Why every owner of a break-open shotgun should know about snap caps
| August 15, 2017
If you own a side-by-side or over-under shotgun, chances are you have all that great gear to go with it — the nice case, attractive apparel, cleaning stuff and maybe a really cool pair of shooting glasses. Now what about those snap caps?
For break-open shotguns, snap caps were designed to relieve the tension in the trigger springs within the action while storing the gun. Snap caps are shaped exactly like a shotgun shell, and some people refer to them as dummies.
You drop the snap caps into the breech, close it, then pull the triggers — uncocking the internal hammers and relaxing the mechanism. In fact, you can purchase snap caps in all gauges.
Most people store their shotguns with internal hammers cocked (trigger not pulled after the gun is closed) or uncocked (triggers pulled without any snap caps). Either way, the coil springs inside the triggers suffer from too much stress with the potential to impact reliability.
The snap caps are typically made of aluminum, steel, brass or plastic. Prices range from about $9 per pair to $20, usually depending on the material. To help prolong the life of your shotgun, snap caps become a relatively cheap investment.
Aluminum snap caps (left) tend to be the best alternative in terms of price and durability. Plastic snap caps (right) tend to be less expensive than metal versions. Here you can see the interior spring that helps regulate the pressure of the firing pin.
But snap caps become important in other ways for shotgun enthusiasts, although the end game is still the same.
For example, in the shotgunning sports there's a practice exercise called the "flashlight drill." It involves dropping a small Maglite flashlight into the muzzle of your shotgun (or a specialized bore light).
You mount the gun to your shoulder and swing to an imaginary target that's flying along the seam of your ceiling and wall and finally pull the trigger. The purpose is to build so-called muscle memory for actually shooting at real-world targets and to help cure a flinch.
Without snap caps, pulling the trigger exerts undue stress on the firing pin and trigger. Over time, you're potentially looking at broken firing pins and trigger springs that need to be replaced. The price of snap caps pales in comparison to those kinds of repairs.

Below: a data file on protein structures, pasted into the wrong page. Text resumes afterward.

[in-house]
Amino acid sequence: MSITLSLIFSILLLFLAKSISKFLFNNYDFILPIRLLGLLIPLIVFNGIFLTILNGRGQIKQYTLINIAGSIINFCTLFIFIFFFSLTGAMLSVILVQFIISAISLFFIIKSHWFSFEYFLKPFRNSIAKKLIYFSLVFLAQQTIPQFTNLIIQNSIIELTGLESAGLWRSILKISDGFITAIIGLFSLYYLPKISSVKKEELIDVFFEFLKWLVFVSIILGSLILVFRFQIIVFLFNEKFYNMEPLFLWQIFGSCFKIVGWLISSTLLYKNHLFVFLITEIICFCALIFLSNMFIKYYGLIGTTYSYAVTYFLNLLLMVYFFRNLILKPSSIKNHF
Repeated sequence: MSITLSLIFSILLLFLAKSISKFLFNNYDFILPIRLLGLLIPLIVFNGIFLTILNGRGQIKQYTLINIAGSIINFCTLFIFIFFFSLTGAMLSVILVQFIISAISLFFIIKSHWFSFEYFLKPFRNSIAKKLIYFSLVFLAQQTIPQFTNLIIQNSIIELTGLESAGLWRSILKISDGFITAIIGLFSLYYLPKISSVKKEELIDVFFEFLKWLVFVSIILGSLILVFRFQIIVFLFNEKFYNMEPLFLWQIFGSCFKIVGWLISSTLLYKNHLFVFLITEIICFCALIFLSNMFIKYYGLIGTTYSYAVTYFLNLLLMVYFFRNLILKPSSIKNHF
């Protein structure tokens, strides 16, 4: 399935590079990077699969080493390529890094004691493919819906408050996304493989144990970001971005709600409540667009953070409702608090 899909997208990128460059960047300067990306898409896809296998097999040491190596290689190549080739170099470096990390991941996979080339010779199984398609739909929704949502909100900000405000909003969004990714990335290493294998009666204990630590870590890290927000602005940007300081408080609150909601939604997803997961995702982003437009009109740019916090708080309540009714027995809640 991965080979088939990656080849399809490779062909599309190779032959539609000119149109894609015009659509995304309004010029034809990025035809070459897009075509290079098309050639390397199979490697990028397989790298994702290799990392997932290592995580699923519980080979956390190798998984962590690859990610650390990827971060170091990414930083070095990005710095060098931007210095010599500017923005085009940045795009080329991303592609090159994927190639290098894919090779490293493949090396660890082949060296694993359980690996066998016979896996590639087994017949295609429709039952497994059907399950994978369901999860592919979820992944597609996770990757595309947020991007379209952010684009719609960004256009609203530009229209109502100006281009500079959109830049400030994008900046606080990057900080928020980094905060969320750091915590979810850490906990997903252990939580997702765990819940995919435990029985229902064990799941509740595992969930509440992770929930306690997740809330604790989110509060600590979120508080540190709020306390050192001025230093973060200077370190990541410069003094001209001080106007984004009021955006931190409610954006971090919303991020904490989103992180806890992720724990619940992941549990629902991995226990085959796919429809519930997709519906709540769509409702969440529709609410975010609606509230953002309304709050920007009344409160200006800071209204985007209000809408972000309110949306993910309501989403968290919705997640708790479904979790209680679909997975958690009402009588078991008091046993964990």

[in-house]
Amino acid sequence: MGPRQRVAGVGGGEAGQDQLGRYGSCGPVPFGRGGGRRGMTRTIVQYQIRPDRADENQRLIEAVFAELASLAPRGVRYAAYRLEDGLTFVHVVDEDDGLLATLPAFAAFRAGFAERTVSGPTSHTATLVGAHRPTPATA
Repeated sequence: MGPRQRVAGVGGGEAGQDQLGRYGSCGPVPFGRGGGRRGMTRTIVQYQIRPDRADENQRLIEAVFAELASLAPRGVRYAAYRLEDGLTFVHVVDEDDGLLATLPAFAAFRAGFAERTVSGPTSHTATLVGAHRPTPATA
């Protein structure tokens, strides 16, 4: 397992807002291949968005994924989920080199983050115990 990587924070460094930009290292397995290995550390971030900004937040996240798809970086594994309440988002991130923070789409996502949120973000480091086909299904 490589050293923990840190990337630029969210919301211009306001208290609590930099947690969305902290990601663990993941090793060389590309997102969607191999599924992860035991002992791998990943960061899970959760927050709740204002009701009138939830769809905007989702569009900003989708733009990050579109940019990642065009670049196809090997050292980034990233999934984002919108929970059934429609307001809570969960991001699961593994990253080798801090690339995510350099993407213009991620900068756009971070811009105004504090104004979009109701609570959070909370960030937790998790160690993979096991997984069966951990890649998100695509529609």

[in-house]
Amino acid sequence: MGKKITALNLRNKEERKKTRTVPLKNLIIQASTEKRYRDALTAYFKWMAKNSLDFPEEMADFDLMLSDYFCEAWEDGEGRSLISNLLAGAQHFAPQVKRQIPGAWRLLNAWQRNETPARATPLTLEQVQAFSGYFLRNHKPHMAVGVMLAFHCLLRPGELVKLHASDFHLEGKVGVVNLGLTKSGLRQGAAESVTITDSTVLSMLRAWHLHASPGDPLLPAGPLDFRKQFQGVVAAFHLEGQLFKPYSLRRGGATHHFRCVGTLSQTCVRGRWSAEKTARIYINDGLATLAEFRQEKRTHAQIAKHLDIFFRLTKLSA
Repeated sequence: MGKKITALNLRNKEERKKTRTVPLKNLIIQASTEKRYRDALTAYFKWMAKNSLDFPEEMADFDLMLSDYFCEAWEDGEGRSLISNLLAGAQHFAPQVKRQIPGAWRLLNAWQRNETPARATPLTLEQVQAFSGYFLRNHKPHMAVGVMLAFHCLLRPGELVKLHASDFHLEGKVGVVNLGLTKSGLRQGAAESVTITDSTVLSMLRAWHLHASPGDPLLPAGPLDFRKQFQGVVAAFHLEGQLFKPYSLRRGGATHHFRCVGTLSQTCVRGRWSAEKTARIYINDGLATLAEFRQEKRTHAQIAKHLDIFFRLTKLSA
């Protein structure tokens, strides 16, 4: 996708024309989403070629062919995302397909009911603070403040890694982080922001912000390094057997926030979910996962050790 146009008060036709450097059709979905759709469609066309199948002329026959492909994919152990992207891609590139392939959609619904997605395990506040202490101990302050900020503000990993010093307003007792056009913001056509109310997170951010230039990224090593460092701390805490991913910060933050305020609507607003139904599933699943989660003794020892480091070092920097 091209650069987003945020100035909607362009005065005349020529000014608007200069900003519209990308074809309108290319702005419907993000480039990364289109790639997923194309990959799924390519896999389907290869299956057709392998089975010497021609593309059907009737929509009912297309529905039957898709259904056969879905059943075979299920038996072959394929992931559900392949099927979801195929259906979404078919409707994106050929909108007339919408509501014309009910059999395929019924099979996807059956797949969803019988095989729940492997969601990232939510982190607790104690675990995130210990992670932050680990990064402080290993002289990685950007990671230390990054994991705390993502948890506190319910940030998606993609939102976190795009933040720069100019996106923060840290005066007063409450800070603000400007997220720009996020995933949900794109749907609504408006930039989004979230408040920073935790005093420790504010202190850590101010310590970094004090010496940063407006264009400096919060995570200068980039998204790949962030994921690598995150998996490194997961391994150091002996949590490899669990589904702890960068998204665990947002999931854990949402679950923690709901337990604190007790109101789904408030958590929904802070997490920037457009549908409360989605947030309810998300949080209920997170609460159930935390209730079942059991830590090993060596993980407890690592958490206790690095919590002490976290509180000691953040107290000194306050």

For older shotguns, in particular, you should definitely purchase a pair of snap caps that have cotton "mops" on the end of them. The mops are like big Q-tips that you spray with gun oil. Inserting the snap caps into the gun helps absorb moisture and keep the bores lubricated against rust.
These snap caps feature cotton "mops" that should be sprayed with gun lubricant to help prevent rust in the bore of the shotgun barrel.
Make sure you have the correct gauge snap cap for your shotgun. Just like with shotgun shells, you don't want to accidentally drop a 20-gauge load into a 12-gauge chamber.
Don't try to save a few bucks by substituting a spent shotgun shell with a snap cap. The more you pull the trigger on an already-fired primer, the deeper the primer gets — to the extent that a very recessed primer no longer serves the purpose of exerting sufficient resistance against the firing pin.
Even though you have snap caps in your shotgun, you must always treat your firearm as if it is loaded, including the cardinal rule of never pointing it at anyone. It only takes a single mistake to think that you have your snap caps inserted and tragically find out there was live ammo in the shotgun.
Snap caps are a cheap way to prolong the life your shotgun and help ensure its reliability in the field. After all, when a game bird flushes and you pull the trigger, you want your shotgun to go bang.
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